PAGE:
Making positive change for the environment and your employees

Employers can review their reward strategy and align it with their environmental goals to make positive change to employee pay and benefits as well as the environment.

The pandemic has brought change to how we travel, work and interact. There is a stillness, a greater silence brought on by the need to avoid physical interaction where it is not necessary.

This silence though has given greater voice to the importance of the environment and, coupled with the need to look at reward and expenses differently, there is a real opportunity to enhance pay, reduce business costs and improve the environment.

Additionally, it is often difficult for employers to make a practical change that employees can clearly see all the benefits of, including their reward. Sometimes, it can feel like a document exercise to the employee rather than an area where dynamic change is being implemented that helps both the environment and them.

For many organisations, the pandemic has shown how people can work differently, be resilient and make positive change.

Some great environmental benefits have been a by-product of these changes, including:

  • Less travel undertaken, both normal commuting and business meetings, with video conferencing via Zoom & Teams being everyday (or every hour) occurrences;
  • Less printing and use of offices, meaning a reduction in energy and paper usage for businesses;
  • Changes in purchasing behaviours, with more local suppliers being accessed given the need for instant delivery and available produce.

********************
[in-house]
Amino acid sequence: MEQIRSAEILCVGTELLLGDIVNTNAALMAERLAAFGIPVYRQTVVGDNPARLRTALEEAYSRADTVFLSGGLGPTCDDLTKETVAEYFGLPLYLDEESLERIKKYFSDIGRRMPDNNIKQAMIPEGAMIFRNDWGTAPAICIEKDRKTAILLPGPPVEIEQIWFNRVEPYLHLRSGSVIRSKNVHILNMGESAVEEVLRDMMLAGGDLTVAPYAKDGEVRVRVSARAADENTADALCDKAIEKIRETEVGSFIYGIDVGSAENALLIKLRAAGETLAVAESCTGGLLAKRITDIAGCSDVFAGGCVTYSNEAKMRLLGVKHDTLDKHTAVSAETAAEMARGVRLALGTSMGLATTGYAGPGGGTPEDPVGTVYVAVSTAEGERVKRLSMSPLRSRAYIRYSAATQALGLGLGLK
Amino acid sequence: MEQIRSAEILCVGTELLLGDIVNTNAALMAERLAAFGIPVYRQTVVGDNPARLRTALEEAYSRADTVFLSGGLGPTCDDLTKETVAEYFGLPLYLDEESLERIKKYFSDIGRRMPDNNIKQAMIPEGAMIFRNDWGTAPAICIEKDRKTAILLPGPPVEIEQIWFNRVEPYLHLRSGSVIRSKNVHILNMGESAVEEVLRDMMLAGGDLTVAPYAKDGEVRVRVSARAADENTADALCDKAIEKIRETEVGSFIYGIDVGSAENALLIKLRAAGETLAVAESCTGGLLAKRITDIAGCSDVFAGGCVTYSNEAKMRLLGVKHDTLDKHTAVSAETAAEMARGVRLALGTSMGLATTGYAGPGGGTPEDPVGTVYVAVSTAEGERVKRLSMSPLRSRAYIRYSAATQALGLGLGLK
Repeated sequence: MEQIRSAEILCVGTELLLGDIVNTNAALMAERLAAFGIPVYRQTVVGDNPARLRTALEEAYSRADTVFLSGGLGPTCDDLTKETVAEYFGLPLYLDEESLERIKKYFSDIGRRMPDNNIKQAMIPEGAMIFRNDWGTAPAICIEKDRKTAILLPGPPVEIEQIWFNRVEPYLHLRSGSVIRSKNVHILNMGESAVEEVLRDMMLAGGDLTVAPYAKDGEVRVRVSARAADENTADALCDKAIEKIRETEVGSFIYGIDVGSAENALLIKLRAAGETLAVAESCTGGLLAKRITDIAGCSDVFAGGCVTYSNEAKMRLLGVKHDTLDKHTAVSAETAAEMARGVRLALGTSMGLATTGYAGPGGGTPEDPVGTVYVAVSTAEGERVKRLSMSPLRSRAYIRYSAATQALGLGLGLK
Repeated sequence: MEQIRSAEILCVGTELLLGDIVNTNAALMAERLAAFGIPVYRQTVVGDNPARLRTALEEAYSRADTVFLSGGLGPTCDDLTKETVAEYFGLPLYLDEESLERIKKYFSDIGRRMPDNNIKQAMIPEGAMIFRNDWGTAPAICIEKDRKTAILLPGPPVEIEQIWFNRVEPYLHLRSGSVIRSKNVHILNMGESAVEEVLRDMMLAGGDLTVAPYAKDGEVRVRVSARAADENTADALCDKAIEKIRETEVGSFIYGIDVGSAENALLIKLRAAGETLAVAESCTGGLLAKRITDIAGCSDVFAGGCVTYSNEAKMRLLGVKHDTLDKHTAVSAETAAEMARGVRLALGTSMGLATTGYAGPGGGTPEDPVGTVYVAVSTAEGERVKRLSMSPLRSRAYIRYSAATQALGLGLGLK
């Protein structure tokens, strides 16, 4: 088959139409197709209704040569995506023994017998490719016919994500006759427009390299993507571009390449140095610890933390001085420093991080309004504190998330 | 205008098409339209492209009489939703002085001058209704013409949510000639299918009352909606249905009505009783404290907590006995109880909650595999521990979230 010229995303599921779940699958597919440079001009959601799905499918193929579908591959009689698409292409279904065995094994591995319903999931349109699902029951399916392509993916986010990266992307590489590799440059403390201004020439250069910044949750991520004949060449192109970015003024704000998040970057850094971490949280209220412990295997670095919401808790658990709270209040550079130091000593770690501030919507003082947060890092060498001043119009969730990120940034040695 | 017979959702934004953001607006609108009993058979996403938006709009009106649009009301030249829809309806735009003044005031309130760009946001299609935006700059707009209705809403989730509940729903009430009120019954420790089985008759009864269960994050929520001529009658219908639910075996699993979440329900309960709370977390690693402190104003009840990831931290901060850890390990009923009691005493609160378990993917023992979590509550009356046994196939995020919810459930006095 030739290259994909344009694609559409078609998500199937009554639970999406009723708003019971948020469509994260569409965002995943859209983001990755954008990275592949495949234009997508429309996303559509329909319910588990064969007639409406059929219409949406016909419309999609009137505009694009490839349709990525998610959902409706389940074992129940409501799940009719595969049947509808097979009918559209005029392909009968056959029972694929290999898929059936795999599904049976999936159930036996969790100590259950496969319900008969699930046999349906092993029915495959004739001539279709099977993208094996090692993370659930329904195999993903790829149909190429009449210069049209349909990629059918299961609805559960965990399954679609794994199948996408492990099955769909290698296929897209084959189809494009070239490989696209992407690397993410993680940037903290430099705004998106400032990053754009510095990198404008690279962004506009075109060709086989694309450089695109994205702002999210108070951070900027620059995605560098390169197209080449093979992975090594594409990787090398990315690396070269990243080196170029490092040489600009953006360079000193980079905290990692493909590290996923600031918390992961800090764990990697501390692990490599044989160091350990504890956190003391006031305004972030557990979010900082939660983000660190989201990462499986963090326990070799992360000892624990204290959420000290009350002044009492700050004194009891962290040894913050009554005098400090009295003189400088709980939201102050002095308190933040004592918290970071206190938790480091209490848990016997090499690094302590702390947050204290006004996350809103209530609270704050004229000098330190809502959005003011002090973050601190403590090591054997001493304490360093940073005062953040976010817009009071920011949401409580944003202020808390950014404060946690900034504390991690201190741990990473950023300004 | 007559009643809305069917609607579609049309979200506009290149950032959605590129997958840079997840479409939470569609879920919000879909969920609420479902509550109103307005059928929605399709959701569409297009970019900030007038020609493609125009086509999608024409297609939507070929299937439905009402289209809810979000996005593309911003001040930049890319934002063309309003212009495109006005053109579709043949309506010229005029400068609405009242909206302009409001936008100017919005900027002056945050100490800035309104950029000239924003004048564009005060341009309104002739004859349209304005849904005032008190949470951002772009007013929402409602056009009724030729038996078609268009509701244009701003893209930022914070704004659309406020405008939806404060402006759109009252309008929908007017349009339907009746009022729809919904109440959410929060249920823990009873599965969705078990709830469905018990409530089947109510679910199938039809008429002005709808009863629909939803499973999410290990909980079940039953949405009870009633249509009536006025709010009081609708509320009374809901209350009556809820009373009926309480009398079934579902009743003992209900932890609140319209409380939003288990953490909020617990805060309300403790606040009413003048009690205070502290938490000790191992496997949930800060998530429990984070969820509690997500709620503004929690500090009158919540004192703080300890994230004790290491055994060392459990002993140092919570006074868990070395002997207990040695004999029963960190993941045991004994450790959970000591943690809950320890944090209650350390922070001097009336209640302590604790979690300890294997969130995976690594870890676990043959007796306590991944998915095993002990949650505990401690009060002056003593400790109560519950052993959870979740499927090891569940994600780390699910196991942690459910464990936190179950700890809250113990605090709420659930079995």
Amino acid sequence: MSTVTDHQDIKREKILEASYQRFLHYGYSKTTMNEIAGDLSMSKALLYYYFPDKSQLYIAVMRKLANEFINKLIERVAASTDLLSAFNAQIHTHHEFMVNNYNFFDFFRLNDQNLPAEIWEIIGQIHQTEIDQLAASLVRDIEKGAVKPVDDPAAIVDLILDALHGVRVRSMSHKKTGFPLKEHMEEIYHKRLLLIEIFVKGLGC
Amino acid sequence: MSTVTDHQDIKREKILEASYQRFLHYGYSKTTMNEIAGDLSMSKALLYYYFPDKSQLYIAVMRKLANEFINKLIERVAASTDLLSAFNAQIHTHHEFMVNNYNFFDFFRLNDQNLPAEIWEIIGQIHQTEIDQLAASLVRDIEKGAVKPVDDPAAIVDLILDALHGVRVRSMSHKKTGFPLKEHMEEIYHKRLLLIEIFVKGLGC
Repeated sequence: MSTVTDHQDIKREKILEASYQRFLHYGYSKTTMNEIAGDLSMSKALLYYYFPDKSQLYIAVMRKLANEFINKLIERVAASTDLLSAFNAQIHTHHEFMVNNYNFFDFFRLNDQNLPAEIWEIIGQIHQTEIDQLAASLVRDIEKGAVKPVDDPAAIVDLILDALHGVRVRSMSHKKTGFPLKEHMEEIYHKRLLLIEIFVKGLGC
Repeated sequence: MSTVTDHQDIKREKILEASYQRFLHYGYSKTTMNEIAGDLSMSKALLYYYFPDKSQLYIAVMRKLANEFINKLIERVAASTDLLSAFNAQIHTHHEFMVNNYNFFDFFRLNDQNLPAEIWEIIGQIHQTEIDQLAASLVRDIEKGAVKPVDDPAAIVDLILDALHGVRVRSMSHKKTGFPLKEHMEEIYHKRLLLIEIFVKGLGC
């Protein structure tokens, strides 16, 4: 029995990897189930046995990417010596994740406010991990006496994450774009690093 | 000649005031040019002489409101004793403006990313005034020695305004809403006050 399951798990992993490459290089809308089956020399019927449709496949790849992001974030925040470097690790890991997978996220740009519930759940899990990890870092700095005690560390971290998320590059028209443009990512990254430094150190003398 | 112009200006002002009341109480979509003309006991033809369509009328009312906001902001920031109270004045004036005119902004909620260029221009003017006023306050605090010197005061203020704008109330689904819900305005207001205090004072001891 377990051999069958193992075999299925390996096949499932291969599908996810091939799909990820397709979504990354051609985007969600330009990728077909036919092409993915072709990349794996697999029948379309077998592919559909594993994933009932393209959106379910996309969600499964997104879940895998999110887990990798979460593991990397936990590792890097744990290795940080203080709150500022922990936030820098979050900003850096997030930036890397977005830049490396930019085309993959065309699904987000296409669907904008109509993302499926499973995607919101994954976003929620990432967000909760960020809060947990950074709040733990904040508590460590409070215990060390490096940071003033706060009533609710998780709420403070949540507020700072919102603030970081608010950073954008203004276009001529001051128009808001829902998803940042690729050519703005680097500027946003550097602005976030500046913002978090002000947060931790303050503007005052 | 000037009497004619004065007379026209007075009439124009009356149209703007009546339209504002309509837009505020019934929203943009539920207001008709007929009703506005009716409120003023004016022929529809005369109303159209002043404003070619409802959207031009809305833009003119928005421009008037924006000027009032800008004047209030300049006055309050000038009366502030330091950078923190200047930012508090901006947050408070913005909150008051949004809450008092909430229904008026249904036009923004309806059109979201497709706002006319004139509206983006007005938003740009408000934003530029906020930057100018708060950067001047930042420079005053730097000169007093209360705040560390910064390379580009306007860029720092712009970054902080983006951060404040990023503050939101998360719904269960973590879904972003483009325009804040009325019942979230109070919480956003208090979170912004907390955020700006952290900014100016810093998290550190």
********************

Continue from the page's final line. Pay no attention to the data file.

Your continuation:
With these changes come other challenges, however, including employees’ energy bills increasing, employee well being, communication issues due to a lack of physical interaction and certain employee reward programmes losing their “reward”.

What can be done?

Employers can review their reward strategy and align it with their environmental goals to make positive change to employee pay and benefits.

Examples may include:

  • Allowing employees to work more permanently at home;
  • Removing benefits like car parking and staff canteens and replacing them with tax/NIC free home working allowances and installing home EV energy points;
  • Incorporating electric bicycles into your travel and reward strategy;
  • Enhancing employee company car policy by proving electric & hybrid vehicles only - this will reduce carbon emissions and increase net take home pay given the lower benefit in kind rates;
  • Helping employees purchase solar energy panels, EV chargers and other sustainable home energy initiatives to help reduce energy bills as well as carbon emissions. This may be achieved via salary sacrifice or loan arrangements. This could create significant cost and environmental benefits highlighting clearly to employees that your organisation takes care of its employees and the environment.; and
  • Moving to paperless systems for communicating reward, pay and other benefits. Having online flexible benefit arrangements can support this.

What’s the benefit?